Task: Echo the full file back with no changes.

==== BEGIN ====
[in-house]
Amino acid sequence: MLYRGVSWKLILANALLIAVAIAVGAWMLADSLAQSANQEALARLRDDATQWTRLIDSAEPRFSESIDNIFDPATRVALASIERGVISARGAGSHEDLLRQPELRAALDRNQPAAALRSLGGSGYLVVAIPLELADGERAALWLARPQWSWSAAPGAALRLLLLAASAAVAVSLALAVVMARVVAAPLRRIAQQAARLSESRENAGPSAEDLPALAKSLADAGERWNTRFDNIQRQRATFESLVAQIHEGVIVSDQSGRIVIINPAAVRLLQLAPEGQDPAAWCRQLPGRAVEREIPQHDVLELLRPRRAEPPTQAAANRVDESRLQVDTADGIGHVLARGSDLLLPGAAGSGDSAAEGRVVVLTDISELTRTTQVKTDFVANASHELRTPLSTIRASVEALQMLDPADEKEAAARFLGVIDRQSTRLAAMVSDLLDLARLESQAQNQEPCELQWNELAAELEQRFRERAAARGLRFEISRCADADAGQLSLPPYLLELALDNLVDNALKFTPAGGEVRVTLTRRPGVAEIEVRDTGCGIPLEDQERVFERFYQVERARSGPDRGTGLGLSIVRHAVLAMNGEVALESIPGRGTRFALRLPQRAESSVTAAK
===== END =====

[in-house]
Amino acid sequence: MLYRGVSWKLILANALLIAVAIAVGAWMLADSLAQSANQEALARLRDDATQWTRLIDSAEPRFSESIDNIFDPATRVALASIERGVISARGAGSHEDLLRQPELRAALDRNQPAAALRSLGGSGYLVVAIPLELADGERAALWLARPQWSWSAAPGAALRLLLLAASAAVAVSLALAVVMARVVAAPLRRIAQQAARLSESRENAGPSAEDLPALAKSLADAGERWNTRFDNIQRQRATFESLVAQIHEGVIVSDQSGRIVIINPAAVRLLQLAPEGQDPAAWCRQLPGRAVEREIPQHDVLELLRPRRAEPPTQAAANRVDESRLQVDTADGIGHVLARGSDLLLPGAAGSGDSAAEGRVVVLTDISELTRTTQVKTDFVANASHELRTPLSTIRASVEALQMLDPADEKEAAARFLGVIDRQSTRLAAMVSDLLDLARLESQAQNQEPCELQWNELAAELEQRFRERAAARGLRFEISRCADADAGQLSLPPYLLELALDNLVDNALKFTPAGGEVRVTLTRRPGVAEIEVRDTGCGIPLEDQERVFERFYQVERARSGPDRGTGLGLSIVRHAVLAMNGEVALESIPGRGTRFALRLPQRAESSVTAAK